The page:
Friday’s rally recognized Trump’s need to retain the loyalty of the evangelical voting bloc that propelled him to victory in 2016
Richard Luscombe in Miami
Sat 4 Jan 2020
They came to pray with their president, though in truth many came just to worship him. Donald Trump’s Friday launch of his so-called “coalition of evangelicals”, an attempt to shore up the support of the religious right ahead of November’s election, had the feel of any other campaign rally, except this time with gospel music.
An estimated 7,000 “supporters of faith” packed the King Jesus international ministry megachurch in Miami to hear the word of the president, and decided that it was good. The Maga hat-wearing faithful cheered Trump’s comments on issues calculated to resonate with his churchgoing audience, including abortion, freedoms of speech and religion, and what he claimed was a “crusade” from Democrats against religious tolerance.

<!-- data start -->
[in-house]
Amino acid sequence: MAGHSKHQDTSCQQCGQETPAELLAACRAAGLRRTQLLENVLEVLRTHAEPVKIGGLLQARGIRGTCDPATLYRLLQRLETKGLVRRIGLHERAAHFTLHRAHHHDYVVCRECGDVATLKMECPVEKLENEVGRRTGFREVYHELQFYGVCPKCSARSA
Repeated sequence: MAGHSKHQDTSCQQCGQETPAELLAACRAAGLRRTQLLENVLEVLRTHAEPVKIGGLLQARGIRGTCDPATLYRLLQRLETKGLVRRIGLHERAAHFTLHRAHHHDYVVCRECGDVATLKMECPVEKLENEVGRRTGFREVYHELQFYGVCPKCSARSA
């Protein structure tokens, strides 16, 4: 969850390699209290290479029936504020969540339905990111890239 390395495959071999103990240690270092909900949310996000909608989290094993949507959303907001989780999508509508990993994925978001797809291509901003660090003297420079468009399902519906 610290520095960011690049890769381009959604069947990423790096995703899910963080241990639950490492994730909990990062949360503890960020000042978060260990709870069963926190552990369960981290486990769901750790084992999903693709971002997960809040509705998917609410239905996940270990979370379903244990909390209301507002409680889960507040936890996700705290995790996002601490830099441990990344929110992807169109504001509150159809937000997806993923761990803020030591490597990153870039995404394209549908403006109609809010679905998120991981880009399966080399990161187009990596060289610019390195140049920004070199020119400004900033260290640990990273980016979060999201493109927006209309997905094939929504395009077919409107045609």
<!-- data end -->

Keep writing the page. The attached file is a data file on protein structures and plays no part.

“My administration will never stop fighting for Americans of faith,” Trump said at the conclusion of an often freewheeling 75-minute speech. “We will restore the faith as the true foundation of American life.”
Trump also gloated about Thursday’s military strike that took out the Iranian general Qassem Suleimani in Baghdad. “It was flawless strike that eliminated the terrorist ringleader,” he said, insisting the killing would save the lives of “hundreds and hundreds of Americans.